Let me state the theorem first:

Let $T$ be a sufficient and complete statistic for the statistical model $\mathcal{P}$ and let $\tilde{\gamma}_1$ be an unbiased estimator for the parameter $\gamma = g(\theta) \in \mathbb{R}^k$ then the estimator \begin{equation}\hat{\gamma} = \hat{\gamma}(T)=E.(\tilde{\gamma}_1 \mid T) \end{equation}

has the smallest covariance matrix among all unbiased estimators for the parameter $\gamma = g(\theta)$

Here is the example: let $\boldsymbol{X}$ be a sample of independent $N(\mu,\sigma^2)$ distributed r.v's with parameter if interest $\theta = (\mu,\sigma^2)$

The arithmetic mean $\bar{X} = \dfrac{1}{n}\sum X_i $ and sample variance $S^2 = \dfrac{1}{n-1} \sum (X_i - \bar{X})^2$ are unbiased estimators.

We also know that ($\sum X_i, \sum X^2_i$) is sufficient and complete for the class of all normal distributions.


Iam trying to apply the theorem above therefore i first set $\tilde{\gamma}_1 = (\bar{X},S^2)^T$ and $T = (\sum X_i, \sum X^2_i)^T$

but does $\hat{\gamma}(T)=E.(\tilde{\gamma}_1 \mid T)$ mean: $E\begin{pmatrix} \bar{X} \mid \sum X_i \\S^2 \mid \sum X^2_i \end{pmatrix}$ ? this cannot be the right , can someone tell me what Iam doing wrong?

Let me take another example: Let $(X_1,...,X_n)$ be iid acording to the uniform distribution over the interval $[0,\theta]$ then $\hat{\theta}_{MLE}= X_{max}$ is an unbiased estimator and $E_{\theta}X_{max} = \dfrac{n}{n+1}\theta$.

We know that $X_{max}$ is complete and sufficient , hence according to the theorem

$E[\frac{n+1}{n}X_{max} \mid X_{max} ] = \theta $ but that is just the parameter i should get an estimator, i think I am missing something fundamental

  • 2
    $\begingroup$ I believe the Lehmann-Scheffe theorem requires completeness too and not just sufficiency. $\endgroup$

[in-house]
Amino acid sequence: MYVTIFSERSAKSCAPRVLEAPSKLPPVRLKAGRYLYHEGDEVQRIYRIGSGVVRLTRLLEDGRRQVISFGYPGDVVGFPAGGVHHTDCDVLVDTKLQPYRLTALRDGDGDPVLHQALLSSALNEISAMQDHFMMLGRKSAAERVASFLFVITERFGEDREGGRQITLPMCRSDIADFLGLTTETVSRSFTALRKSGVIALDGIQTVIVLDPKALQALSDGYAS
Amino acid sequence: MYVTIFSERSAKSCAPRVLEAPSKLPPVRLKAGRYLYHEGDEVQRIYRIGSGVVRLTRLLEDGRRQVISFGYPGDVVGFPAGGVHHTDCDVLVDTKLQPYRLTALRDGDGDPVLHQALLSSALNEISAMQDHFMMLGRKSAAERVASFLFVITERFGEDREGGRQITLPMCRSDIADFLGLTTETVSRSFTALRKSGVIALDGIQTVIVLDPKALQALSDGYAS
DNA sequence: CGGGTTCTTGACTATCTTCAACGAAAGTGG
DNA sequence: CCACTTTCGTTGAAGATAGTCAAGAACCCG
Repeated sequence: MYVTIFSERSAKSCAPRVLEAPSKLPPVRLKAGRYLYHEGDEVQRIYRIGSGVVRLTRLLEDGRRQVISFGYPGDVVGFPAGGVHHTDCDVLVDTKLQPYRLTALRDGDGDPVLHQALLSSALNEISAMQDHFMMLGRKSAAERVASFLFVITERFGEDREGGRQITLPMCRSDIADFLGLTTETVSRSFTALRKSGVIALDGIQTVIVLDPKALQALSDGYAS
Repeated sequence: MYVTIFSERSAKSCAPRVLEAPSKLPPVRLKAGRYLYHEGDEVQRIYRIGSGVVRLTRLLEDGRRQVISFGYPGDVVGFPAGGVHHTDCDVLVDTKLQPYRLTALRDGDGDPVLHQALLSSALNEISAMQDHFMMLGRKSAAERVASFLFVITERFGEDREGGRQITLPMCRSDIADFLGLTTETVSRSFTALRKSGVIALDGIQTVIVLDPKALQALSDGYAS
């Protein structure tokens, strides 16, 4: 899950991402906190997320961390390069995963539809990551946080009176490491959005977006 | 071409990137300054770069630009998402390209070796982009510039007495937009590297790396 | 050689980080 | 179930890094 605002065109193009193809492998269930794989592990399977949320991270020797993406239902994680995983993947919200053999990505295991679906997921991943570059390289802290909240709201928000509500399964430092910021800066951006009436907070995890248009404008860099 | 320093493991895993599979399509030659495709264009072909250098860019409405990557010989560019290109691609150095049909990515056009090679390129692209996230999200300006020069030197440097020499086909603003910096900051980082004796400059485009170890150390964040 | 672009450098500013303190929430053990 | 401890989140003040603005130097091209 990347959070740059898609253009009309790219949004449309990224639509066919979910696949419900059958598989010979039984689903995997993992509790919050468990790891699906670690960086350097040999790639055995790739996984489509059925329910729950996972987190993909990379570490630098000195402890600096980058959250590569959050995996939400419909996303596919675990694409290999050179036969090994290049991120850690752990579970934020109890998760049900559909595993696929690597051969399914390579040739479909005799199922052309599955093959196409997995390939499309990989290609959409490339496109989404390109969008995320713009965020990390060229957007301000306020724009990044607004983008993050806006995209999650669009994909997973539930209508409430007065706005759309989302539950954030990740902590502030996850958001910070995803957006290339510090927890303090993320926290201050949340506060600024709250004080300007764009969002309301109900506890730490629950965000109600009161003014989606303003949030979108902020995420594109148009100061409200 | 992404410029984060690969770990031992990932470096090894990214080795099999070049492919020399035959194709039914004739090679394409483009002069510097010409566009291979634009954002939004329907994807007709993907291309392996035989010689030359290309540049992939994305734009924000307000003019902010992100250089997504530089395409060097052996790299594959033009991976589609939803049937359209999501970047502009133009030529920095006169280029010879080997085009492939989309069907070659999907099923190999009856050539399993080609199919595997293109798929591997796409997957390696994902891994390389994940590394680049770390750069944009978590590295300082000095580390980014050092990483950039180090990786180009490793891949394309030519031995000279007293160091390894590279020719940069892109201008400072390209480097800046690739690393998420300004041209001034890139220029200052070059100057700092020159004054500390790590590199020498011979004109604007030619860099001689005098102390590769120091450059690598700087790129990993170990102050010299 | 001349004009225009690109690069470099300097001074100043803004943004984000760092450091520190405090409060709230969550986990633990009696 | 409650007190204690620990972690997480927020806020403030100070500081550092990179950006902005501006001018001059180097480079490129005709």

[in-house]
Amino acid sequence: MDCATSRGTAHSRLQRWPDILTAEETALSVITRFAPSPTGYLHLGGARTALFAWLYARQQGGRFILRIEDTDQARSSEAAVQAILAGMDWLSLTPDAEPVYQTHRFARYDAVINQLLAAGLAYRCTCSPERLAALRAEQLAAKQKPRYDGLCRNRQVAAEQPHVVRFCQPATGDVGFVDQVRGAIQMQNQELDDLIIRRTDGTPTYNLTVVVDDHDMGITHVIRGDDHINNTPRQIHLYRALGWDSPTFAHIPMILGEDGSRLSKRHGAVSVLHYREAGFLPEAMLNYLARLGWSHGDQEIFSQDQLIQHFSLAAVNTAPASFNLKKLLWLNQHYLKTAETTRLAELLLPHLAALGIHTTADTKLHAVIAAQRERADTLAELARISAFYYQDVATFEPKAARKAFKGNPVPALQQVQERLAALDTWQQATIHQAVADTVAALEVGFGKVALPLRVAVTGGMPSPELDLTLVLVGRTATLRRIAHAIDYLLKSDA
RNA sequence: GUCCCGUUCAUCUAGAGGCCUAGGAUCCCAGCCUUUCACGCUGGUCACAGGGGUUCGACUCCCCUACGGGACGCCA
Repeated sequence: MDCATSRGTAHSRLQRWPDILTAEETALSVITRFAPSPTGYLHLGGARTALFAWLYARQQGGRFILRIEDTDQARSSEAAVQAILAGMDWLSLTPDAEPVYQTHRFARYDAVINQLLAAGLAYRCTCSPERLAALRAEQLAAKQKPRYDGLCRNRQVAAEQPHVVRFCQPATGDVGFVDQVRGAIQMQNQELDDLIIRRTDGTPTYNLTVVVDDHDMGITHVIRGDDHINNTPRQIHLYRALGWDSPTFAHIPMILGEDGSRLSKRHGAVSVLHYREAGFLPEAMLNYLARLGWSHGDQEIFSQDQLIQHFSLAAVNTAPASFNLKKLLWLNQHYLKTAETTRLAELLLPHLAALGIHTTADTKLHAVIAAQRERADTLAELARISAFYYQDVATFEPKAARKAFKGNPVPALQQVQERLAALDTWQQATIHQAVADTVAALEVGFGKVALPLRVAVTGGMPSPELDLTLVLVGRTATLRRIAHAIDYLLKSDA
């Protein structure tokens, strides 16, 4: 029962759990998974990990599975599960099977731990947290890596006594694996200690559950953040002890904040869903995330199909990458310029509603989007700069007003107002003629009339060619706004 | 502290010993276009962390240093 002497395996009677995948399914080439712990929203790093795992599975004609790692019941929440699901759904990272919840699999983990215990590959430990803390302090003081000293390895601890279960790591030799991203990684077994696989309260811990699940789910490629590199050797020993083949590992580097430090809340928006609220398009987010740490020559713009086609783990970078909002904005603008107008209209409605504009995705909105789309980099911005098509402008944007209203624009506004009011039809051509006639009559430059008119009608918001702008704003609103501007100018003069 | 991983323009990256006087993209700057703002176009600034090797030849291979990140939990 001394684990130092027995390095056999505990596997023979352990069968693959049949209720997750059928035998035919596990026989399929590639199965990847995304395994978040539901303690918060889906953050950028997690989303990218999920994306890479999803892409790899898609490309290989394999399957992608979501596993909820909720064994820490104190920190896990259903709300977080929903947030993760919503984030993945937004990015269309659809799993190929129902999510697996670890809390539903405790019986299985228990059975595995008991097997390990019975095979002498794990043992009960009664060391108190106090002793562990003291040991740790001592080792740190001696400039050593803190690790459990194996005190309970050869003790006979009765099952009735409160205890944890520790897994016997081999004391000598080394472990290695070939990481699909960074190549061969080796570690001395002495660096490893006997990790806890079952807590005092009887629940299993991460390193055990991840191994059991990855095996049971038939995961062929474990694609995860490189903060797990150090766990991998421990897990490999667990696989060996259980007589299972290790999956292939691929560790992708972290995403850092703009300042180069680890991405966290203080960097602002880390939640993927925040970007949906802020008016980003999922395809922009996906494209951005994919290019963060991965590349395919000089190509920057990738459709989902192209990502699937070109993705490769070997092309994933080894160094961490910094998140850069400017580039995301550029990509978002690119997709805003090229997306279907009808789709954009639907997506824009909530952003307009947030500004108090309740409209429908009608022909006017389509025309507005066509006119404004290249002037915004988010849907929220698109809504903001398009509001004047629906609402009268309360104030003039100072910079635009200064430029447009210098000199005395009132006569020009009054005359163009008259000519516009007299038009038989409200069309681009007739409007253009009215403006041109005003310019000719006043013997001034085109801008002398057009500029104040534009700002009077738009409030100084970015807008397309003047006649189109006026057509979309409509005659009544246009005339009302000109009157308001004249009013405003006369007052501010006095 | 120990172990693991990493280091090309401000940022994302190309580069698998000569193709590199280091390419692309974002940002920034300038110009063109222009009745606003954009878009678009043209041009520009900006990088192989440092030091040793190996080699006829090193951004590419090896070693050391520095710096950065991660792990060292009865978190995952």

– dsaxton
    Commented Jul 30, 2015 at 20:44

1 Answer 1


It's actually easier than you're making it. Another way you can think about Lehmann Scheffe (or really Rao-Blackwellizing as that's what you're doing here) is that you're looking for a function of the sufficient statistics that is an unbiased estimator of whatever parameter you're estimating. The important bit there is recognizing that conditioning your estimator on the sufficient statistic accomplishes the same goal as finding a function of the sufficient statistics. That means that if the thing you start with as your unbiased estimator is already a function of the sufficient statistics, you're done. You've found the UMVUE.

In the context of the normal distribution both $\bar{X}$ and $S^{2}$ are already function of the UMVUE parameter (this is where your logic was wrong. You don't condition each separately but rather on the joint statistic $\vec{T(X)}=(\sum_{i}X_{i},\sum_{i}X_{i}^{2}$ ) and so they are already the UMVUE.

As far as the uniform family goes, you're computing the expectation wrong. $E[Y|Y]=Y$

  • $\begingroup$ ok thanks @Nick !!, but just for the sake of it $ \hat{\gamma}(T)=E.(\tilde{\gamma}_1 \mid T)$ means , in the case with the normal distribution example: $E[\bar{X} \mid \sum X_i , \sum X^2_i]$ and $E[S^2 \mid \sum X_i , \sum X^2_i]$ , $\endgroup$
    – Danny
    Commented Jul 30, 2015 at 14:37
  • $\begingroup$ Really, you're condition the joint estimator on the joint statistic T(X) but in effect yes, you got it. $\endgroup$ Commented Jul 30, 2015 at 14:57

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